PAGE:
To Get Bailout, Greece Must Reduce Minimum Wage

The European Union and the International Monetary Fund say this will make the Greek labor market more competitive and ultimately boost growth. At one time, strong unions pushed aside a weak business lobby to secure government guarantees of high salaries including the minimum wage.

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RENEE MONTAGNE, HOST:

The deal Greek officials are working on includes several more painful concessions. Among them, reducing the minimum wage.

Joanna Kakissis reports from Athens on how strong unions secured those wages and why some economists say those guarantees have to go.

JOANNA KAKISSIS, BYLINE: The minimum wage in Greece is about one $1,000 a month before taxes. International lenders say it must be reduced to about $780 a month to make the Greek economy more competitive.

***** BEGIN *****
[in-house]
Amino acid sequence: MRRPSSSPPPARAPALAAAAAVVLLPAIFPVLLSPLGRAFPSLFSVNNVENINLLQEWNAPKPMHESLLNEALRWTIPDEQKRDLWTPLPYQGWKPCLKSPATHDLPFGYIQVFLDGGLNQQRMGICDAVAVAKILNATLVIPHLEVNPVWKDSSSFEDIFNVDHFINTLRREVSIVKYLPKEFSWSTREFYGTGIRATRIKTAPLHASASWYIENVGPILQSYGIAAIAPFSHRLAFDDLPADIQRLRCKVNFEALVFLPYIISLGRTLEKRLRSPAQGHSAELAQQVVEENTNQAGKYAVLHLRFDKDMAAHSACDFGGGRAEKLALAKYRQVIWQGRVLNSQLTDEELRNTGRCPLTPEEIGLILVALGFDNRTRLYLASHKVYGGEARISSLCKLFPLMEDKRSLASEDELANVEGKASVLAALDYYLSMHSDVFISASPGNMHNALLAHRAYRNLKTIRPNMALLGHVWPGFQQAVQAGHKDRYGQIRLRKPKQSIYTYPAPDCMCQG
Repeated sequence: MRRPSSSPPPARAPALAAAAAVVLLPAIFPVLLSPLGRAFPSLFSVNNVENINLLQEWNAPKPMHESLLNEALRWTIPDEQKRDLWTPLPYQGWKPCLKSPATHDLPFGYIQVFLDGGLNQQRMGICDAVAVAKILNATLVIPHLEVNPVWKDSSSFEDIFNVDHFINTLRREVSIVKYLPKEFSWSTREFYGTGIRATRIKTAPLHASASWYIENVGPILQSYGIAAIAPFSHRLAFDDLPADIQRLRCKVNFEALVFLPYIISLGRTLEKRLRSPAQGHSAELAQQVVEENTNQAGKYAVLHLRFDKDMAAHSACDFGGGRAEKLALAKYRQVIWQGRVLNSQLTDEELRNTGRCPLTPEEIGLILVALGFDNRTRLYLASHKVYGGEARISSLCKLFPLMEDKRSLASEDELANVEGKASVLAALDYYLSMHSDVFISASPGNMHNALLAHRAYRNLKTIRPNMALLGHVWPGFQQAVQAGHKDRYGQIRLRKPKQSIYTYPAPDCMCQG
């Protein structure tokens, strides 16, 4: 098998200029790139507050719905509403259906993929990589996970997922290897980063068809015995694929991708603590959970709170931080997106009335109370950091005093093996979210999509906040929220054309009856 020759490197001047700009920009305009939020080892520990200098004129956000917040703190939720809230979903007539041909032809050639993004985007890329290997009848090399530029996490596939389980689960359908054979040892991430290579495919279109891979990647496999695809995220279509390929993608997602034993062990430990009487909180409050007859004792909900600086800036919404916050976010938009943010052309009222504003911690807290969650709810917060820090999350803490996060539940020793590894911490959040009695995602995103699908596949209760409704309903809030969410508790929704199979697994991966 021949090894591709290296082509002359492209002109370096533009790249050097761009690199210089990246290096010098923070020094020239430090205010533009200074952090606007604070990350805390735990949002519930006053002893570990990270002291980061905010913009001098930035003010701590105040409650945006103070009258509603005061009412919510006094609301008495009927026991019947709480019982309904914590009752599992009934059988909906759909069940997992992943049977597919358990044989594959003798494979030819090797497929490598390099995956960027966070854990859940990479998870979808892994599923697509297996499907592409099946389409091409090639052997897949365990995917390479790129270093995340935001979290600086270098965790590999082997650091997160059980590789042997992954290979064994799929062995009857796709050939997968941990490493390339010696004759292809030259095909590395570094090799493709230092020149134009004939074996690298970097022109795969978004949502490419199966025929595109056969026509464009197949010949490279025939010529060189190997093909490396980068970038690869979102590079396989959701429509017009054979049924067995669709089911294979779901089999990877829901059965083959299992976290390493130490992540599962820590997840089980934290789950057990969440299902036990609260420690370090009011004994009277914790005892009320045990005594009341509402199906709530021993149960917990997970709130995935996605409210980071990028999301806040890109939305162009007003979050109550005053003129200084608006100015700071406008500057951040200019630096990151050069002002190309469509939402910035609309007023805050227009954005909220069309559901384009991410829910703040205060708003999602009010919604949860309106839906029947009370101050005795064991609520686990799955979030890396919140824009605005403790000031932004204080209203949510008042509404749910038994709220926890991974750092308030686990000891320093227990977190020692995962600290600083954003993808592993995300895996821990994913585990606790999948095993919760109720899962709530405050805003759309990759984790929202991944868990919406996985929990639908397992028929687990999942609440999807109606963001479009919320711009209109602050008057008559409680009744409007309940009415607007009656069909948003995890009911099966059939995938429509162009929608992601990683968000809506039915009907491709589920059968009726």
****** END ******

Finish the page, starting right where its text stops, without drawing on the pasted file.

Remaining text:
Economist Antigone Lymberaki says many employers don't care about labor costs.

ANTIGONE LYMBERAKI: This is something that does not happen anywhere in the world. From Malawi to China to Sweden, the employers are always interested in the labor costs. Only Greek employers appear to be completely indifferent.

KAKISSIS: They're indifferent, she says, because the government provided cheap loans and shut out competitors. Wages increased but productivity declined. That actually hurts those who aren't protected by unions or political connections.

LYMBERAKI: The poor unemployed, the people who work in precarious conditions, the outsiders who try to make ends meet - they do not have a voice in this.

KAKISSIS: But they, like Greece, need jobs too, Lymberaki says. And without the wage change, the country's economy faces more hardship.

For NPR News, I'm Joanna Kakissis in Athens.

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